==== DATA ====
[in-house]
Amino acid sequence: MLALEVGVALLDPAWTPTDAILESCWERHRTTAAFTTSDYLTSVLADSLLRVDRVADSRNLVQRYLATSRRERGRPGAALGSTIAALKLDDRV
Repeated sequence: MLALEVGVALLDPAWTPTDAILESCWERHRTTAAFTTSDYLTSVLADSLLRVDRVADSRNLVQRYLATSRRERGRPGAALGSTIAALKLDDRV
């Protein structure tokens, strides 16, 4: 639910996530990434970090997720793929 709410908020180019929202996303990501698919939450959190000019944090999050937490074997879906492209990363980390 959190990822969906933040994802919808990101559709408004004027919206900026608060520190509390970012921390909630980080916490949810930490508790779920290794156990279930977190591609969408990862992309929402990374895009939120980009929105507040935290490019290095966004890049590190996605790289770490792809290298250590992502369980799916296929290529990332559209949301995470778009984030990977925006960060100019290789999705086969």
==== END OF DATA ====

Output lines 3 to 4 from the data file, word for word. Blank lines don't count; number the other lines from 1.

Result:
Repeated sequence: MLALEVGVALLDPAWTPTDAILESCWERHRTTAAFTTSDYLTSVLADSLLRVDRVADSRNLVQRYLATSRRERGRPGAALGSTIAALKLDDRV
């Protein structure tokens, strides 16, 4: 639910996530990434970090997720793929 709410908020180019929202996303990501698919939450959190000019944090999050937490074997879906492209990363980390 959190990822969906933040994802919808990101559709408004004027919206900026608060520190509390970012921390909630980080916490949810930490508790779920290794156990279930977190591609969408990862992309929402990374895009939120980009929105507040935290490019290095966004890049590190996605790289770490792809290298250590992502369980799916296929290529990332559209949301995470778009984030990977925006960060100019290789999705086969």